And the jury was left with the impression that Vandiver had lied and given inconsistent statements to the police because he was afraid as a result of threats that he received. And that I was responsible for the threats.
The jury was never allowed to hear any of the testimony that Vandiver gave at the evidentiary hearing. None of this was ever raised on my appeal.
Another witness who testified for the prosecution, Ann Trunnell, testified that she had been with the victim throughout the evening smoking drugs. Ms. Trunnell testified that earlier in the day she was in front of her home in Compton when she saw the victim in this case, in a green Cadillac.
She said that she and other people who saw this were surprised to see the victim and the driver of the green Cadillac together, because they were known to have hostilities with each other. Ms. Trunnell said that when she first heard that the victim had been killed, she and others thought it was the driver of the green Cadillac.
As far as I know, nothing was ever done by the police to determine other suspects.
In 2014, while I was still housed in solitary, my former trial attorney contacted my niece to ask id the case files in my case could be picked up. My niece did go by the attorney’s office to pick up the files, and after looking through the files I was told about statements that were provided to my former investigator. I was sent a copy of these statements.
There were several statements from witnesses who told my investigator that I was not present at the location of the shooting at the time that the shooting occurred, and that I had left the location earlier in the day and had not returned.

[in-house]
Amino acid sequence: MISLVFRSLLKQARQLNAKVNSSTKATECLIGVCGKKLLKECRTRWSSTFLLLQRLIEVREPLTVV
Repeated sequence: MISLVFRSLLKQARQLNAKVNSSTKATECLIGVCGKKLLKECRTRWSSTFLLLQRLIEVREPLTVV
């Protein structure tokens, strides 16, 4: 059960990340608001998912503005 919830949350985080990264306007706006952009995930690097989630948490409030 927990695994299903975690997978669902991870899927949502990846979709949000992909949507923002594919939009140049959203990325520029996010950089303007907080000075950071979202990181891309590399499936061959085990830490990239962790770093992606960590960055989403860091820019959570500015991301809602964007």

None of these witnesses were ever called to testify on my behalf (I have affidavits from three of these witnesses that were notarized this year).
Also included in these statements is a statement from my former investigator. He went to the location of the shooting (in the Nickerson Gardens Housing Project) because he wanted to get a visual look himself at what the alleged eye-witness Thomas Vandiver claims to have seen.
My former investigator concluded that it would not have been possible for Vandiver to have seen what he claims from the area where he says he was standing, because there was no clear line of sight. There was an apartment building blocking the view and he would not have been able to see the area.
None of this was brought to the jury’s attention. None of these issues were ever raised on my appeal.
I do not believe that my appellate attorney was aware of these statements. She never gave me the impression that she knew these statements existed. I did explain to her that there were witnesses who had been willing to testify on my behalf. I just did not know of these statements.